Still, I have to concede that there for awhile, writing was a part of my self-care. It was a way to break through the isolation that depression creates around its prey, for one thing. It was also a way to use whatever aptitude for writing that I may have in a constructive, proactive way. I hoped I was helpful to others every now and again with something that I shared, whether to give them a new insight into what their loved one was facing or just to know someone else knew the view from where they stood. In short, writing was central to my self-care plan, and I got away from it.
I don't even feel useful to my loved ones - certainly not through writing, or anything else that I've been able to do for them here and there - much less have I felt useful to the world at large, which I know full well wouldn't miss me if I didn't wake up from my next nap. And if I'm being entirely honest, right now, I wouldn't miss much from this world if I didn't wake up from my next nap, either. Some people (don't make me name names; if you think you're one of them, you are). The cats. Doughnuts. My bed cocoon. I think that's about it.
Why Did I Just Read (skim) All of This? What Do You Want?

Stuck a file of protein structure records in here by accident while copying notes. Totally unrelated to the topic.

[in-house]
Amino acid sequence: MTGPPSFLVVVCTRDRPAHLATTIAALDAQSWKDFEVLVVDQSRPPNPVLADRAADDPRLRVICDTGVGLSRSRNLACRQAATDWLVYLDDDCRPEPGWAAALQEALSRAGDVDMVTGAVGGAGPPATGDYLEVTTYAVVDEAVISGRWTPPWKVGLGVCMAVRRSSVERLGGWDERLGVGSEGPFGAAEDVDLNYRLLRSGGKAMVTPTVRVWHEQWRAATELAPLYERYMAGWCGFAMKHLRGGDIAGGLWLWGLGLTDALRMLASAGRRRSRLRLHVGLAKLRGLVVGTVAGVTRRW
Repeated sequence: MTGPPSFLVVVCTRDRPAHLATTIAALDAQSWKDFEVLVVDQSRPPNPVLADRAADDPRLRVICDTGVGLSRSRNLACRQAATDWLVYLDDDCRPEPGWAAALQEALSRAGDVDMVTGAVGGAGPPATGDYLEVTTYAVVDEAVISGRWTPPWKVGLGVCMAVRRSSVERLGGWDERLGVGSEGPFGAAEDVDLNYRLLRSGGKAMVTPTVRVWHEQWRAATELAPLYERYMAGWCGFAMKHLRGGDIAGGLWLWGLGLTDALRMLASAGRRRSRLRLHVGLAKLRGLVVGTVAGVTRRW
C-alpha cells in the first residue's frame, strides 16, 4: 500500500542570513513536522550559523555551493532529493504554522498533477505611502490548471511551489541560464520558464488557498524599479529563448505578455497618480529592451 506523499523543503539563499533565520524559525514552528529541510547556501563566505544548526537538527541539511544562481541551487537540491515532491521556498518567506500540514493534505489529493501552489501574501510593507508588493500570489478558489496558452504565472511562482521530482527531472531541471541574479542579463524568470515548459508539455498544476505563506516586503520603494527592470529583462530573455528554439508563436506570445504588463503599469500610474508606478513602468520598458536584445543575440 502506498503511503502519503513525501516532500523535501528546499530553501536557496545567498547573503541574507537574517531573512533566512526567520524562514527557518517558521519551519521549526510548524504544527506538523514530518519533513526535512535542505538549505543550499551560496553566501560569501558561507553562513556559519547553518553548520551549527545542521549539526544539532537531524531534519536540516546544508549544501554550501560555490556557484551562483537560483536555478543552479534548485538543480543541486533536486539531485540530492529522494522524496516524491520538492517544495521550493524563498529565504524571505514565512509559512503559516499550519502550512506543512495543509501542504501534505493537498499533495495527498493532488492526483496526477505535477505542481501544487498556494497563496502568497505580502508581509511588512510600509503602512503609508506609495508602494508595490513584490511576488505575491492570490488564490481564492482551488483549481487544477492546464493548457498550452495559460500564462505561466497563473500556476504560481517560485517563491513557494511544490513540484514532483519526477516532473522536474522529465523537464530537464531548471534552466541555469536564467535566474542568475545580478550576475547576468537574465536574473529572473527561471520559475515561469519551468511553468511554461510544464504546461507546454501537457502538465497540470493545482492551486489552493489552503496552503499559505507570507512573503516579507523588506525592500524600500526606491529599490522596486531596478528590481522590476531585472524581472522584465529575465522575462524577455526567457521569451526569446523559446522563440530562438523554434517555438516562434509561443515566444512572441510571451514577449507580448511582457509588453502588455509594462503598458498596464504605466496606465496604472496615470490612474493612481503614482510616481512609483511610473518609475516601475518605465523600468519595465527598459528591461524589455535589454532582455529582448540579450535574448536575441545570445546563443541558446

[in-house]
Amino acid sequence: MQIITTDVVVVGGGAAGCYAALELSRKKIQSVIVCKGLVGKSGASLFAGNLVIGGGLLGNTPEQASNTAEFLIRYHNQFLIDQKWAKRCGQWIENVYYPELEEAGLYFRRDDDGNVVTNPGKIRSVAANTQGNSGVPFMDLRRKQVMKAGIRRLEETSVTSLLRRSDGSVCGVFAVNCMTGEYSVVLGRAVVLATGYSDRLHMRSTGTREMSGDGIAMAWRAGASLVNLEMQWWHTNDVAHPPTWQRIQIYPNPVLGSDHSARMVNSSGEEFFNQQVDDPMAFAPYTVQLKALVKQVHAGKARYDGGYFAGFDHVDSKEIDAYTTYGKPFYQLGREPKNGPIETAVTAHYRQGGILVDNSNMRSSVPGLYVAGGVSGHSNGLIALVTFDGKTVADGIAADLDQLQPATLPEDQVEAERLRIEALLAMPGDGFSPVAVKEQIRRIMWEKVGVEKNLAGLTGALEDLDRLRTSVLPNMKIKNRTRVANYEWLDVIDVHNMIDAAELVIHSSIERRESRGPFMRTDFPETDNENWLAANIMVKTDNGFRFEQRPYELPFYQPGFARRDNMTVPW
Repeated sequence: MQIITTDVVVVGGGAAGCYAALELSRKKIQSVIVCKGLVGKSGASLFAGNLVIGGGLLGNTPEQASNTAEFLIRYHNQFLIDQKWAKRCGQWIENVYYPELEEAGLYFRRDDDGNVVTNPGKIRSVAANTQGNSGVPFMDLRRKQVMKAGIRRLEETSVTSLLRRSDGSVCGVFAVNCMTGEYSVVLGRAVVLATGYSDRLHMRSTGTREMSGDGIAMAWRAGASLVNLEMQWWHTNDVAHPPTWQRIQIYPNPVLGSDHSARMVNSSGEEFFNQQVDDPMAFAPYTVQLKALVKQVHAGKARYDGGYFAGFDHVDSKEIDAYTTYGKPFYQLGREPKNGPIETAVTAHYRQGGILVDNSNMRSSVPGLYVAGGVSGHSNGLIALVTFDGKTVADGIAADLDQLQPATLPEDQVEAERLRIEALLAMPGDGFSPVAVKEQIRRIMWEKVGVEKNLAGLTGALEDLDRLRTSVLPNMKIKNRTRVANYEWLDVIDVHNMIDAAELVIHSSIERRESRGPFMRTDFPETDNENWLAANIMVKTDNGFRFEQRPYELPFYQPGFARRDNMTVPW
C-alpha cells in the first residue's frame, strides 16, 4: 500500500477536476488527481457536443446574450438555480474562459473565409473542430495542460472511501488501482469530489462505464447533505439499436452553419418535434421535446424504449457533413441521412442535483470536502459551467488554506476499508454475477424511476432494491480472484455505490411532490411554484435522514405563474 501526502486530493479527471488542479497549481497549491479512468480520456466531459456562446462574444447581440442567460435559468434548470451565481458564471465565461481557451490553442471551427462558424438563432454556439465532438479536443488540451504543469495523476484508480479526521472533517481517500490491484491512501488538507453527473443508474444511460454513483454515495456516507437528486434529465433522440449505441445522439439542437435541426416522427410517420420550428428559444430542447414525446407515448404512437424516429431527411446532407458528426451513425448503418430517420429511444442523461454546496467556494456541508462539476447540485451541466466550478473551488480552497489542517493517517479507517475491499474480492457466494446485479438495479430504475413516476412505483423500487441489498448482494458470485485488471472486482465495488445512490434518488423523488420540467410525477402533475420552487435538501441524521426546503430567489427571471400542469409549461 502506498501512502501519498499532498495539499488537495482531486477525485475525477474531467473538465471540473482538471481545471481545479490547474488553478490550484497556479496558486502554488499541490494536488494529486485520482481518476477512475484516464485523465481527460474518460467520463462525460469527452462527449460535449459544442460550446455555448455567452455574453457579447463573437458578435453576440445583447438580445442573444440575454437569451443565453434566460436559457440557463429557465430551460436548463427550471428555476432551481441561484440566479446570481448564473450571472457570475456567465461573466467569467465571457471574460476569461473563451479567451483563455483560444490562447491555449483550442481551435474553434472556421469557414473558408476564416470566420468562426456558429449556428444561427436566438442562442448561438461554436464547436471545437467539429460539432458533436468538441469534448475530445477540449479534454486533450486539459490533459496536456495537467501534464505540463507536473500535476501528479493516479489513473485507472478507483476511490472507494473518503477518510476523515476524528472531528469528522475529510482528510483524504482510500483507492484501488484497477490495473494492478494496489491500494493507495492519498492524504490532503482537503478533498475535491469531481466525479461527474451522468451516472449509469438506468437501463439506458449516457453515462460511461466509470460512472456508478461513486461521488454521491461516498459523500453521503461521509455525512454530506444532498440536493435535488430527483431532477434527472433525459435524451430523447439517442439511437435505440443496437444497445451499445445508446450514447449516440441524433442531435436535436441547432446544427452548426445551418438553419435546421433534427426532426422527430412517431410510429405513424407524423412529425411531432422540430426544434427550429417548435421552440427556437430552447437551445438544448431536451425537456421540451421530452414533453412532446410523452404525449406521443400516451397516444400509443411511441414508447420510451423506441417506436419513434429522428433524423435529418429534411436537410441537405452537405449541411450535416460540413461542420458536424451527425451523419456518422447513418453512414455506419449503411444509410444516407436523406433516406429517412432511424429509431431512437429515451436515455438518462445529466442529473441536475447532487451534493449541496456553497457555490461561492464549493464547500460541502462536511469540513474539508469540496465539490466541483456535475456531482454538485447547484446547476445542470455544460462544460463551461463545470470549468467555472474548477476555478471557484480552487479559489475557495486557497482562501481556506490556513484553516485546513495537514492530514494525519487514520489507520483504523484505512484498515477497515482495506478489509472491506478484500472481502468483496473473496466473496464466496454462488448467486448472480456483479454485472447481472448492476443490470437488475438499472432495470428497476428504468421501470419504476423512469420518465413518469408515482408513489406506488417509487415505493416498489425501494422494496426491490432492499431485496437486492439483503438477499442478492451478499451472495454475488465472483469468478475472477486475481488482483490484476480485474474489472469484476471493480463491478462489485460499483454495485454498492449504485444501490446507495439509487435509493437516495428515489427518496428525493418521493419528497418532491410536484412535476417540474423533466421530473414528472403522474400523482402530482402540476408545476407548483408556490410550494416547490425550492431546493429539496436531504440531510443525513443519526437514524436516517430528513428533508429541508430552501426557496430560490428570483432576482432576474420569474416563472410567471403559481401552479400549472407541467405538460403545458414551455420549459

Firstly, let me say that I'm not sharing it because I want to read any comments about how "valuable" I am. I don't believe I have any value or worth, and I never have. I appreciate the effort you may want to make to get through to me, but trust me; your energies are better spent elsewhere.
As with previous sharing, on some level I guess I'm hoping those who may identify with where I am take something positive from it. Maybe just knowing that this happens to more people than just you might make it somehow less maddening for you, and if so, then I'm glad you found this piece, and I hope you find the peace that has been eluding me of late.
I do have something of a request, though, Dear Reader. I'm not recommitting to writing, as I still don't believe that what I write really matters, but what might be helpful for me is if I had an idea what you might find helpful. I've asked this before without much feedback, but I'm asking it again: If you could have me address something in writing, what would it be? It doesn't have to be about Crohn's disease or mental health. All I ask is that it be a subject - the more specific, the better - about which you genuinely would like to read if I addressed it in writing.